Exploitation and Grooming
Abduction in the context of exploitation and grooming
The National Working Group for Sexually Exploited Children and Young People defines child sexual exploitation as:
Someone taking advantage of you sexually, for their own benefit. Through threats, bribes, violence, humiliation, or by telling you that they love you, they will have the power to get you to do sexual things for their own, or other people’s benefit or enjoyment (including: touching or kissing private parts, sex, taking sexual photos)
Not all victims of exploitation will perceive themselves as having been abducted. Many ‘willingly’ go with, or to, the person who is exploiting them. However, in some cases the actions of the exploiter in encouraging or facilitating the child to go with them are sufficient to cause a criminal charge of child abduction.
Exploitation can take the form of inappropriate relationships (for example, when the perpetrator is significantly older than the child); grooming and coercion from ‘boyfriends’ or from peers or gangs; and organised networks of offenders in which victims can be transported – in some cases forcibly – long distances to be abused¹.
How many children are abducted in the context of exploitation?
PACT’s research suggests that over a fifth of police recorded child abduction and kidnapping offences involve exploitation or grooming. In 2011/12 police recorded 135 cases (involving 144 children) of child abduction or kidnapping that involved exploitation¹. 90 per cent of victims were female. Three-quarters were aged 14 or 15 years-old.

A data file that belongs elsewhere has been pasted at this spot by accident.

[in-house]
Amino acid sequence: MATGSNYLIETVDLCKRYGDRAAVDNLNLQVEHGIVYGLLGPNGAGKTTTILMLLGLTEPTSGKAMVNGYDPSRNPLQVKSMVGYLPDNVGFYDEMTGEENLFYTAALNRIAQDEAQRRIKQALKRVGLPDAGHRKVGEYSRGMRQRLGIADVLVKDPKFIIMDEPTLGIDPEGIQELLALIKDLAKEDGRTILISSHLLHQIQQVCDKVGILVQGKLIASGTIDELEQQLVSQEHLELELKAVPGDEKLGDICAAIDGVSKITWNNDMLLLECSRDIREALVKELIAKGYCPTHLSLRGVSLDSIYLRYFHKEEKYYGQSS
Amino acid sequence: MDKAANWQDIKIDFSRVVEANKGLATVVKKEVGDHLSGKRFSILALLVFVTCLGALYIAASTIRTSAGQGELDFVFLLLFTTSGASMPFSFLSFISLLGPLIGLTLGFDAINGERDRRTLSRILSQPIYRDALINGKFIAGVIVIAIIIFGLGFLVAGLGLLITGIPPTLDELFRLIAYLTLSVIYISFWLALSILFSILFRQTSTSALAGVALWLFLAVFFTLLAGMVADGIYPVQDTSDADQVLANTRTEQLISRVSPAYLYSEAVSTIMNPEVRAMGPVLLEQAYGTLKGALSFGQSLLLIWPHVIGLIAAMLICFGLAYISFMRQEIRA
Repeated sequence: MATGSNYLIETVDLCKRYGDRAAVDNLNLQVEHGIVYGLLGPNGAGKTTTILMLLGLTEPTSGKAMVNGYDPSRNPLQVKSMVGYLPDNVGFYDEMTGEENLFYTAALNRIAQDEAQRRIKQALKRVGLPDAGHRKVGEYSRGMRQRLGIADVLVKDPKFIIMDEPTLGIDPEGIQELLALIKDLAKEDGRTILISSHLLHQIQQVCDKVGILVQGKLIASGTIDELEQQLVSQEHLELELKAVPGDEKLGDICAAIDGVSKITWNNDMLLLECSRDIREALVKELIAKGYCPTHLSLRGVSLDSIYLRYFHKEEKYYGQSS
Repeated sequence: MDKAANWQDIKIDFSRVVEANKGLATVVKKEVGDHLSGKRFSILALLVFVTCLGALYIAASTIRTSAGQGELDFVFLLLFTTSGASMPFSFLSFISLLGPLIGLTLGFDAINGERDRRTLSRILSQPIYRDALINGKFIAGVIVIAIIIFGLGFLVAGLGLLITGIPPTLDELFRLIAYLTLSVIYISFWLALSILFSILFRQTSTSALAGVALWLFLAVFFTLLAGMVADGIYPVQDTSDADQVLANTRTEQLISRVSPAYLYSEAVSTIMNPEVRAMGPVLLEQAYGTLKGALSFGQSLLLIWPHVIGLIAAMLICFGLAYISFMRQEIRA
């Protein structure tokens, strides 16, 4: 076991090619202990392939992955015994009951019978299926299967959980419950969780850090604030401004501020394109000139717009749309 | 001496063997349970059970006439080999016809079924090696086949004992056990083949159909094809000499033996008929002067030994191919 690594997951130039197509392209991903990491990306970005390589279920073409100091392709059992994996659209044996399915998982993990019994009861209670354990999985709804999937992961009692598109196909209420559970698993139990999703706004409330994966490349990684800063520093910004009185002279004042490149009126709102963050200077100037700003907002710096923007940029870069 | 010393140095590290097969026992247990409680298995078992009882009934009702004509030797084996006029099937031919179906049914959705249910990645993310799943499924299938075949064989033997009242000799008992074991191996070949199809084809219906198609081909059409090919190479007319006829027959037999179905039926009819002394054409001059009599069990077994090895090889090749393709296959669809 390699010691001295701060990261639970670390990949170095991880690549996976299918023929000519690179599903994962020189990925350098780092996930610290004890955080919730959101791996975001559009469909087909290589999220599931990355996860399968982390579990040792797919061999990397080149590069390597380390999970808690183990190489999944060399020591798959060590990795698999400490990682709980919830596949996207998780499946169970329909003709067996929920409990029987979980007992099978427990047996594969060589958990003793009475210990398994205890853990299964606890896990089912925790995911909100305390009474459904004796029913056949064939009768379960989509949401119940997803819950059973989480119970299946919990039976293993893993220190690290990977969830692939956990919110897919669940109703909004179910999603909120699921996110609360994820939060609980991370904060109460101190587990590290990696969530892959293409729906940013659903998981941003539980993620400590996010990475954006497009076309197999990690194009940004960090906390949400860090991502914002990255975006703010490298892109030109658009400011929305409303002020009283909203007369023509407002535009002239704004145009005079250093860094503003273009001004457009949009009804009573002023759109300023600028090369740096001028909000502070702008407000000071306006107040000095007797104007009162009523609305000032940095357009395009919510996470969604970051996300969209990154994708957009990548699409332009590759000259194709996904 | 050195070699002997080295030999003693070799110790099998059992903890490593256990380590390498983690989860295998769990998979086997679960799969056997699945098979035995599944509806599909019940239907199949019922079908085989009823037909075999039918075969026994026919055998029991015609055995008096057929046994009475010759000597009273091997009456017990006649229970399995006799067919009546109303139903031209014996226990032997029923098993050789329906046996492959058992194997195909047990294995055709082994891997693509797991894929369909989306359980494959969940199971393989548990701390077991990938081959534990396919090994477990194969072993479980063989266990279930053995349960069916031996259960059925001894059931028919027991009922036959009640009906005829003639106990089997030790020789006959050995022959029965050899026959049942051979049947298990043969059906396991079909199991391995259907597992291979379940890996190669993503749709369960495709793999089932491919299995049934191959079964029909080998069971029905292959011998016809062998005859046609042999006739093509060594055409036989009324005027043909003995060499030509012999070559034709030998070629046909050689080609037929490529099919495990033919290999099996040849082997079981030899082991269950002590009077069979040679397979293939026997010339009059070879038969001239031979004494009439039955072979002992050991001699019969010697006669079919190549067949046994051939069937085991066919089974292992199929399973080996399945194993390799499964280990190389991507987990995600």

Many cases involve the victim running away to be with the offender. Some are reported missing as a result. In an attempt to disrupt ongoing exploitative relationships, police may issue a perpetrator with a Child Abduction Warning Notice.
Use of the internet
Some cases of child sexual exploitation start online. In many cases the offending remains online, such as deceiving children into producing indecent images of themselves, participating in sexual chat or engaging in sexual activity over a webcam². However, online activity can also lead to offline offending. 7 per cent of a representative sample of online child sexual exploitation reports received by the National Crime Agency CEOP Command in 2012, involved offline meetings between the victim and perpetrator.
¹ Newiss, G. and Traynor, M. (2013) Taken: A study of child abduction in the UK. London: Parents and Abducted Children Together and Child Exploitation and Online Protection Centre.
² Child Exploitation and Online Protection Centre (2013) Threat Assessment of Child Sexual Exploitation and Abuse. London: Child Exploitation and Online Protection Centre.